Though I find high-bass emphasis to be a very dangerous game to play as it can often result in muddying a balance, I find that the Wraith pulls it off well, providing a generous but tasteful warmth that is one of the prominent features of it’s overall timbre. The Wraith’s low end may be prominently heard in it’s high bass, but subs are distinctly felt through the ear pads. The rumble-prone pans increase awareness of the subs without actually boosting them, which hits a sweet spot of providing sub-bass satisfaction without crowding or masking the rest of the balance. I was hoping for a little more slam from the mid-bass, but found it generally stayed fairly flat and natural; I was also pretty content feeling it through the ear pads along with the subs.

 

Mids

Things are kept pretty flat and balanced in the low and center mids before the Wraith blasts off in its high mids and low treble. The even low mids allows the neighboring high bass to retain warmth without creating issues with clarity. Snare drums take on a satisfying thump in their deeper fundamental, and drums in general just sound impactful-yet-natural. Where the ThieAudio’s Wraith really shines, however, is vocals, which I’d go so far as to say it handles beautifully. The company says as much on its site, writing that boost on “1 – 3 kHz frequencies [define] the clarity of vocals and instruments.” To my ears, the Wraith pin points and brings out vocal fundamentals in its high bass and their prominent overtones in its high mids and low treble. Vocal parts take on a quality reminiscent of what you might hear on well-produced podcasts, expressing warmth, fry, and clickiness in perfect balance.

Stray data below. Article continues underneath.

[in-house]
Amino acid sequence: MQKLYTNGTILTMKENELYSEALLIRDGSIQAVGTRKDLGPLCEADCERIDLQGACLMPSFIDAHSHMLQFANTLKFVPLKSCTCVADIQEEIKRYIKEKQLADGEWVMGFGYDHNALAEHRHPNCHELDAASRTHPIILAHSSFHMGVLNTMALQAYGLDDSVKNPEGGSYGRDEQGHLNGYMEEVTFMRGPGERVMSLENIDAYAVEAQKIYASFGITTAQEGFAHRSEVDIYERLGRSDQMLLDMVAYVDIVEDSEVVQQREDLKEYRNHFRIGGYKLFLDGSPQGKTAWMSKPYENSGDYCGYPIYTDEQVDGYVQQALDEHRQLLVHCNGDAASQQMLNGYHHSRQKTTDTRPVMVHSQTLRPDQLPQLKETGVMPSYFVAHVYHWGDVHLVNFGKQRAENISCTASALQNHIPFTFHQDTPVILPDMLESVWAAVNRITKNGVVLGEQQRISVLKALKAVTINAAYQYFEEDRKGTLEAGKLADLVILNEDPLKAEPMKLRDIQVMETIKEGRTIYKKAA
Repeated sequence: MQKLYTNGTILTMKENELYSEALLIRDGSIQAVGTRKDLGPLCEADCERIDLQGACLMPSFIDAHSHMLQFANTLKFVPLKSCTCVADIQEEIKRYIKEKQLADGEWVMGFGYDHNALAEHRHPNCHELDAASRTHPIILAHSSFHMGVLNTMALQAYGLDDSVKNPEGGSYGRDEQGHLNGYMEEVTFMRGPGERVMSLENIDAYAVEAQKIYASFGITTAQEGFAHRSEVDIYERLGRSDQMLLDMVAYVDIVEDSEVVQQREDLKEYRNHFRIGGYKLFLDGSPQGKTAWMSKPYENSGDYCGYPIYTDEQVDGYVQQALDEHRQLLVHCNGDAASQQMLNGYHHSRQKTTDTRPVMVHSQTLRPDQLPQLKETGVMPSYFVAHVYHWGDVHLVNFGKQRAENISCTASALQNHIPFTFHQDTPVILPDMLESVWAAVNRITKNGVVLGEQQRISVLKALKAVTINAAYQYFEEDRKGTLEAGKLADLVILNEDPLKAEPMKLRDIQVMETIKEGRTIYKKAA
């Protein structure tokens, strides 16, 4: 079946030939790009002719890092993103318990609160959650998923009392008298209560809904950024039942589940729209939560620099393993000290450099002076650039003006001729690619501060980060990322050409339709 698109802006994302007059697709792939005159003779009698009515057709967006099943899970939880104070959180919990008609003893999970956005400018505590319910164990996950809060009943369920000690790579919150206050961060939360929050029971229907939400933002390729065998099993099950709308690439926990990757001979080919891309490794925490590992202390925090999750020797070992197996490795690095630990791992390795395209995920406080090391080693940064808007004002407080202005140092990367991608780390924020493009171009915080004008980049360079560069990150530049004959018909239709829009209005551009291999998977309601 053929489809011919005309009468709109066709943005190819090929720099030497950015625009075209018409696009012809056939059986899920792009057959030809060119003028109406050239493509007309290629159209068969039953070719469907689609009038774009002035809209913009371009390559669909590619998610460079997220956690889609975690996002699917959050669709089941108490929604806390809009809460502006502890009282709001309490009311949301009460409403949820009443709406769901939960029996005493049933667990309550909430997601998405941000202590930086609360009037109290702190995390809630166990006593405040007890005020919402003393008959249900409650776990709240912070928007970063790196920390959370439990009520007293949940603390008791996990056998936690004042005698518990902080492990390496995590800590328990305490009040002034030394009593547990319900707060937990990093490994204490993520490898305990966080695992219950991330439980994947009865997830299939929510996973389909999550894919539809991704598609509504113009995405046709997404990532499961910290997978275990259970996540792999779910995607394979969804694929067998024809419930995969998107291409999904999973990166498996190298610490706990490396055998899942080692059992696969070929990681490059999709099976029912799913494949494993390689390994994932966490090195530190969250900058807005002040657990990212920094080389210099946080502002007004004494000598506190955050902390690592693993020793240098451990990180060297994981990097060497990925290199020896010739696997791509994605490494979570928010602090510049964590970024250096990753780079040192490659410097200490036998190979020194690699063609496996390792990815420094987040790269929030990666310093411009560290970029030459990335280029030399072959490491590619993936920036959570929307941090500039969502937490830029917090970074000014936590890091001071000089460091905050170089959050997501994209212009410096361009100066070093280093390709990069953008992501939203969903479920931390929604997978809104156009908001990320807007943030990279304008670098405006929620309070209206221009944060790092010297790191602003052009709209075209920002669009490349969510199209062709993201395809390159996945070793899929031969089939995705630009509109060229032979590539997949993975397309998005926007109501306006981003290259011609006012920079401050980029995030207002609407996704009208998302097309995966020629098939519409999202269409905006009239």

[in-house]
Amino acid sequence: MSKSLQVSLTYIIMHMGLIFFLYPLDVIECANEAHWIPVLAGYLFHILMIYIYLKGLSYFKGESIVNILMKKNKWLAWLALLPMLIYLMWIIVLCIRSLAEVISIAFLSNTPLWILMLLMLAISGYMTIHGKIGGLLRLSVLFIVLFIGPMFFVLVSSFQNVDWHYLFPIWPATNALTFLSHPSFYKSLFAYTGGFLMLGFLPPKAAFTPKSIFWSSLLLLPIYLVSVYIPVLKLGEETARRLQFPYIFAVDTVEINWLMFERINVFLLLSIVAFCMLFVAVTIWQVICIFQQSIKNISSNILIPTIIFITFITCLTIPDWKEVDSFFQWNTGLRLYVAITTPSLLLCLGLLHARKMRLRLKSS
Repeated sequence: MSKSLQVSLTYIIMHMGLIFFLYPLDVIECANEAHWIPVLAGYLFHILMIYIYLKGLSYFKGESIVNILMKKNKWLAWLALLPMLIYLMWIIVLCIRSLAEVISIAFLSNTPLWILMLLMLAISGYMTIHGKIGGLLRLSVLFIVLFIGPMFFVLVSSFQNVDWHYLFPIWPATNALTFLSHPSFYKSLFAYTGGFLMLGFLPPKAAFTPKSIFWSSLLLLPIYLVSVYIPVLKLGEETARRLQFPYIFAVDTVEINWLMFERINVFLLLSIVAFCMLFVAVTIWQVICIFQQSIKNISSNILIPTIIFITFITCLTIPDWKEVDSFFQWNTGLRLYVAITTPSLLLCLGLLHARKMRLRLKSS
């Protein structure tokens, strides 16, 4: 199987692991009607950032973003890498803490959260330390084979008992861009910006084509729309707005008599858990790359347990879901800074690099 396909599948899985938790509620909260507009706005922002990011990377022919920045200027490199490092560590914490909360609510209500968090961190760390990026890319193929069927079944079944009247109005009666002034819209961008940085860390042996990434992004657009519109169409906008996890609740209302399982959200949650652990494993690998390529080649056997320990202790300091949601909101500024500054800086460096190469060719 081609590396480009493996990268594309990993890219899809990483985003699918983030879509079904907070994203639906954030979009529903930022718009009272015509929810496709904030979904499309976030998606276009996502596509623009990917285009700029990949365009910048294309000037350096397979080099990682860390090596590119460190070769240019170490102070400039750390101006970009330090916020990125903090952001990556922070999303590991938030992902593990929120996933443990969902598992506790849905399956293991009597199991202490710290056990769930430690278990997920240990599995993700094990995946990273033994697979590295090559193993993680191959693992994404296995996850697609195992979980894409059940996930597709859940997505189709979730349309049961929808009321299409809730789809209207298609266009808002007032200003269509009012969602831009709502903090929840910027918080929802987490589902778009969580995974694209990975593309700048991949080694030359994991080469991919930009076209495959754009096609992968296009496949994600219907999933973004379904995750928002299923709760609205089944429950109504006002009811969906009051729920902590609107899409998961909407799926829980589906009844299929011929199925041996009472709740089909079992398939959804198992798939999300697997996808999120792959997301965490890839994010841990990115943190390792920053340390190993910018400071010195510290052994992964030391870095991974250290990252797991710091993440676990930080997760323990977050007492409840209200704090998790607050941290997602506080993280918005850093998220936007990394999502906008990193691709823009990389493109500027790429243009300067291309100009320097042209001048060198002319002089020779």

This perfect vocal balance comes at a small price. Human ears are particularly sensitive to the high-mid frequency range that the overtones in our voices occupy, and sounds that aren’t vocals can take on harsh qualities; which is something the Wraith has a small problem with. Distorted guitars and dense reverbs can, at times, become a bit much to handle. While I know there are others like me that enjoy a headphone that can pack some intensity that borders on “pain,” I can’t in good conscience say that this will be something that everyone enjoys.

 

Highs

The Wraith shoots its shot in its low and mid treble before quickly scaling things back in its highest frequencies; so while it might be playing with a degree of harshness, shrillness was never an issue. Ultimately, this high end tuning makes a lot of sense to me. You won’t really notice any loss of high frequency detail, as the Wraith is doing some serious heavy lifting in low and mid treble. Vocal air and reverb details are plenty present – which, to be real, is what most people are looking for out of their high end detail anyway. By staying cautious in the highest octave, the Wraith reveals a certain self awareness, and is just avoiding another potential point of pain.

Overall

I was surprised to see that ThieAudio calls these reference headphones that can be used in studios in their press material; to be honest, I completely disagree, and like the Wraith a fair bit for that very reason. A lot of, though not all, open-back headphones in this price range go for a studio-level, super-balanced sound (Beyerdynamics, Sennheiser, etc). I didn’t find that in ThieAudio’s Wraith. Instead, I found a somewhat spunky and unique sound character, something I applaud in a mid-to-high priced over-ear open-back. I recommend it to anyone looking for a unique sound character with an articulate warmth and intense treble qualities – not quite for those working on their own mixes.

 

ThieAudio Wraith is available for purchase here from Audio46.